For a few years now I have been consulting with clinics and I’ve noticed something really disturbing. Students are being taught how to do massage but not how to be a massage therapist.
What do I mean by that? Recently a frustrated clinic owner came to me asking I speak to one of her therapists. It was the third time she heard a client saying that a certain therapist had talked a lot during their session. Yikes!
Have you ever had this happen to you? First time something negative happens, we rationalize, ‘Oh it was just an off day.’ Second time we feel like we should really say something, but we don’t. The third time, it’s official; this is a problem. Universe is telling us to gently do our part to assist this person in their life lesson. Damn.
No worries, I’ve handled dozens of ‘Chatty Cathys’ over the years. This is a simple fix – or so I thought. The appointed day and time comes for us to meet. After a little chit chat, I ask, speaking slowly, “Tell me [name] what does being grounded mean to you?” Without missing a beat she said, “Oh I know what being grounded means. Never plug anything into an outlet unless its grounded.” I must have been silent an uncomfortable amount of time because she nervously explained, “I learned that in Shop Class in high school.”
I’m stunned. Please pardon my language, but WTF? How did this girl get through massage school without knowing what it means to be grounded? I’m going thru a storm of emotions. I’m pissed and want to ask, Where did you go to school? But I hold my tongue. I’m confused at her answer. I’m sad that she has been working for 6 months in a high volume clinic obviously without some of the essential tools she needs to be safe, energetically strong and effective. Finally I find my way to being compassionate. I nod and simply say, “That’s one definition. Let’s talk about another one that can help you in your sessions.”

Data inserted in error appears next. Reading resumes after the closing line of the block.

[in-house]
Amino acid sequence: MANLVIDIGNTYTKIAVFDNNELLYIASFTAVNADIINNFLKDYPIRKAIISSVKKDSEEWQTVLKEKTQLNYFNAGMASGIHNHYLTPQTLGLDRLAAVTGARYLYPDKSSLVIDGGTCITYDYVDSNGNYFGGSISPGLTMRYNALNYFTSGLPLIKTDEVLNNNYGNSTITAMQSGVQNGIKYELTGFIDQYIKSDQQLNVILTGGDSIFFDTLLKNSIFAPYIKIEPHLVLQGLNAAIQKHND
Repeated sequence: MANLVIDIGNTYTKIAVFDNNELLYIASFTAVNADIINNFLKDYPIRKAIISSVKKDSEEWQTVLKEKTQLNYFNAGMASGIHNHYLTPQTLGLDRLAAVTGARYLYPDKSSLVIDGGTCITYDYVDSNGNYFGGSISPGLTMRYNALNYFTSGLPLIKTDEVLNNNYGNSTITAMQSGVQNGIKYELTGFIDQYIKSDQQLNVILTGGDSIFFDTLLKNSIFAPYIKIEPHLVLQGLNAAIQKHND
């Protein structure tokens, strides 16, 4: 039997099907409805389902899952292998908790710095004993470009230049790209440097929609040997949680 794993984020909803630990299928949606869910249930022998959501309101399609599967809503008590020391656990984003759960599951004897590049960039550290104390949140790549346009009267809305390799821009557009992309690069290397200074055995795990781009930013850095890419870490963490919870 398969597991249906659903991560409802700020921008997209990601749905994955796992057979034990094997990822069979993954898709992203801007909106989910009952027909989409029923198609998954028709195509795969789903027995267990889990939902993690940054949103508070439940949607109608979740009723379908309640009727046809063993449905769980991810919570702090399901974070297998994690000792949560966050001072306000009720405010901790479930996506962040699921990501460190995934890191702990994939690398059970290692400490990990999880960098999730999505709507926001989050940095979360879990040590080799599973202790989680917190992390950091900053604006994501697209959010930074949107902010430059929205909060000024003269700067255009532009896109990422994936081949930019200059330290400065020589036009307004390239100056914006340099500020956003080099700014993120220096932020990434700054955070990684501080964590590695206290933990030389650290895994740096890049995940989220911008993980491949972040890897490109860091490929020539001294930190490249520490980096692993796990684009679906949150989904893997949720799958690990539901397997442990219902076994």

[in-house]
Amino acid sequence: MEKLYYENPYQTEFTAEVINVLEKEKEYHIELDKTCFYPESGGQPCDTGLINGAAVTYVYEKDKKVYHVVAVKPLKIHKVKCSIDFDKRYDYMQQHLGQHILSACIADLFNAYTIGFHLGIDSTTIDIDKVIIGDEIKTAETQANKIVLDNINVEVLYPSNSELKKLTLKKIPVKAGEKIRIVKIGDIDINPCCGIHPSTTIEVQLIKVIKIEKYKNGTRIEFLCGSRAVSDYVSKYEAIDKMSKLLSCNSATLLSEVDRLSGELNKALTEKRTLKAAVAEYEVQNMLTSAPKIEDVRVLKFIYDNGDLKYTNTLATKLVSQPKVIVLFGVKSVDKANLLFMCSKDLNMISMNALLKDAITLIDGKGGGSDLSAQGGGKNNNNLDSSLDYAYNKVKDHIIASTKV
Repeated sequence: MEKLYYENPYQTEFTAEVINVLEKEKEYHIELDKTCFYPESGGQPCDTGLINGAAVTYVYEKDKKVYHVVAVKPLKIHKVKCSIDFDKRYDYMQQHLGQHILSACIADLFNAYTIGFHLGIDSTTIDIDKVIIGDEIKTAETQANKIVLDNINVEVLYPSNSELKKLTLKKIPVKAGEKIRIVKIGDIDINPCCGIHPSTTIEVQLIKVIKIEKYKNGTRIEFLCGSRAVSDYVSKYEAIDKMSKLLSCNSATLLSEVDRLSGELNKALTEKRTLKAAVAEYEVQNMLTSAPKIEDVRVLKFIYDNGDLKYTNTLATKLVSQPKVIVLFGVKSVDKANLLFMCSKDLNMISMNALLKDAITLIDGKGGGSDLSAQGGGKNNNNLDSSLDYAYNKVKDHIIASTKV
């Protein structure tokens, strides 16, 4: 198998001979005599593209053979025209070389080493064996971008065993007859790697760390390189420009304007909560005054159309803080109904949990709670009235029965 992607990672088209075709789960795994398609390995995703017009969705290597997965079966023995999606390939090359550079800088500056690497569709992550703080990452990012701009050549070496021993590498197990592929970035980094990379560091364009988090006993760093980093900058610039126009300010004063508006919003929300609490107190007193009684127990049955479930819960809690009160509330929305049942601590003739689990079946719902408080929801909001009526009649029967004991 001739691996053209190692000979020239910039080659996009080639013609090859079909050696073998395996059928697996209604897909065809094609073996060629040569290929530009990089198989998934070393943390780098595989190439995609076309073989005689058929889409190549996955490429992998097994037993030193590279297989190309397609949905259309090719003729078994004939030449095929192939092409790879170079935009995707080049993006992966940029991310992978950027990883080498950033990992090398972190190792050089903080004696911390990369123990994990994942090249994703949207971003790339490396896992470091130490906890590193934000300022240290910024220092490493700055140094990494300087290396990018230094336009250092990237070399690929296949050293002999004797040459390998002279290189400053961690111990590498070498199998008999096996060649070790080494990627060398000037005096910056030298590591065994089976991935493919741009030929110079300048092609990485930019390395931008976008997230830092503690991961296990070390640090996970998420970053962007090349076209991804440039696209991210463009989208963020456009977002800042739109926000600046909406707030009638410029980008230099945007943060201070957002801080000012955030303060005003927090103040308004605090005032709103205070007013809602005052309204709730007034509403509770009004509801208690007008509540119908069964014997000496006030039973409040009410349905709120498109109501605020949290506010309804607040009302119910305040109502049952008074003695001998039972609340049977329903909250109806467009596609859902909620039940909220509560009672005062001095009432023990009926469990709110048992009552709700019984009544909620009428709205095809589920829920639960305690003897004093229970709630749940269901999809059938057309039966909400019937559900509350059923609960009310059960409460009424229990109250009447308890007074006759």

Getting grounded before a session means different things to different people. Some therapists pause at the door of the treatment room for 5-10 seconds to let go of any distractions. Some quietly set the intention to show up for this client, trusting they will deliver exactly what this clients needs in the here and now. Some have rituals like smudging or praying. Most of us use a little of all of this.
The benefit of getting grounded is that we leave our stuff at the door. We are able to be present in the moment. We show up mentally prepared to be no where else, but in this room. Getting grounded serves the massage therapist too. For the next hour or so, we detach from any of our own drama or worries.
I believe it is up to those of us who have been taught the body-mind-spirit principles of massage to share that wisdom with those who didn’t get it. If you choose to share, please do so with kindness. Remember there was a time in your life where you didn’t know what you didn’t know too.